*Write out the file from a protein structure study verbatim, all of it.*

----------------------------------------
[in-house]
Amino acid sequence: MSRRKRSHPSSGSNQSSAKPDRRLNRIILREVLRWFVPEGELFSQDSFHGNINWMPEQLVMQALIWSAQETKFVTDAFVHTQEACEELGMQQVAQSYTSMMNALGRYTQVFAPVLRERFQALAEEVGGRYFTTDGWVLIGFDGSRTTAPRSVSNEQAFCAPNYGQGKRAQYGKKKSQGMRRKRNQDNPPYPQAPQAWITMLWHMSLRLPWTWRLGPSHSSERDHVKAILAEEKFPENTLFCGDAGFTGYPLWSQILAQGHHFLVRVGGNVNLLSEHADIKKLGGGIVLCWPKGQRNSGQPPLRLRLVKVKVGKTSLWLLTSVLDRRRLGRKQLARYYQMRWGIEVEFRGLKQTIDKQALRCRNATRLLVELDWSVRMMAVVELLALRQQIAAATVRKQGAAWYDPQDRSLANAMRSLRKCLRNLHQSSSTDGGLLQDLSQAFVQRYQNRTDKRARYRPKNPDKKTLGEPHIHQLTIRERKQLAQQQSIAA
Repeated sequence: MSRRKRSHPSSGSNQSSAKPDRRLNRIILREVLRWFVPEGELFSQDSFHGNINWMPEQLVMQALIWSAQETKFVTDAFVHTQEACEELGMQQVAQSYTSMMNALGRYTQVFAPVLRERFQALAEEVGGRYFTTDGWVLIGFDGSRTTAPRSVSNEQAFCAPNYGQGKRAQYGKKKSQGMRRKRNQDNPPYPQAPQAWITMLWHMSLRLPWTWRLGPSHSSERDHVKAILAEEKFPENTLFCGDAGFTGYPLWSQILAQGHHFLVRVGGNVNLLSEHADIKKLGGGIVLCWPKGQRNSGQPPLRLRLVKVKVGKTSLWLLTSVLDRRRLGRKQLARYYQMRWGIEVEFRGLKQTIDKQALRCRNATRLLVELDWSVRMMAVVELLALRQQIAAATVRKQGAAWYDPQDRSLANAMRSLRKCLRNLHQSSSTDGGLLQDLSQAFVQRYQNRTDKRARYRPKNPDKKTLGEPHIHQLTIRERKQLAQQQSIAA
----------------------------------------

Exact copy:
[in-house]
Amino acid sequence: MSRRKRSHPSSGSNQSSAKPDRRLNRIILREVLRWFVPEGELFSQDSFHGNINWMPEQLVMQALIWSAQETKFVTDAFVHTQEACEELGMQQVAQSYTSMMNALGRYTQVFAPVLRERFQALAEEVGGRYFTTDGWVLIGFDGSRTTAPRSVSNEQAFCAPNYGQGKRAQYGKKKSQGMRRKRNQDNPPYPQAPQAWITMLWHMSLRLPWTWRLGPSHSSERDHVKAILAEEKFPENTLFCGDAGFTGYPLWSQILAQGHHFLVRVGGNVNLLSEHADIKKLGGGIVLCWPKGQRNSGQPPLRLRLVKVKVGKTSLWLLTSVLDRRRLGRKQLARYYQMRWGIEVEFRGLKQTIDKQALRCRNATRLLVELDWSVRMMAVVELLALRQQIAAATVRKQGAAWYDPQDRSLANAMRSLRKCLRNLHQSSSTDGGLLQDLSQAFVQRYQNRTDKRARYRPKNPDKKTLGEPHIHQLTIRERKQLAQQQSIAA
Repeated sequence: MSRRKRSHPSSGSNQSSAKPDRRLNRIILREVLRWFVPEGELFSQDSFHGNINWMPEQLVMQALIWSAQETKFVTDAFVHTQEACEELGMQQVAQSYTSMMNALGRYTQVFAPVLRERFQALAEEVGGRYFTTDGWVLIGFDGSRTTAPRSVSNEQAFCAPNYGQGKRAQYGKKKSQGMRRKRNQDNPPYPQAPQAWITMLWHMSLRLPWTWRLGPSHSSERDHVKAILAEEKFPENTLFCGDAGFTGYPLWSQILAQGHHFLVRVGGNVNLLSEHADIKKLGGGIVLCWPKGQRNSGQPPLRLRLVKVKVGKTSLWLLTSVLDRRRLGRKQLARYYQMRWGIEVEFRGLKQTIDKQALRCRNATRLLVELDWSVRMMAVVELLALRQQIAAATVRKQGAAWYDPQDRSLANAMRSLRKCLRNLHQSSSTDGGLLQDLSQAFVQRYQNRTDKRARYRPKNPDKKTLGEPHIHQLTIRERKQLAQQQSIAA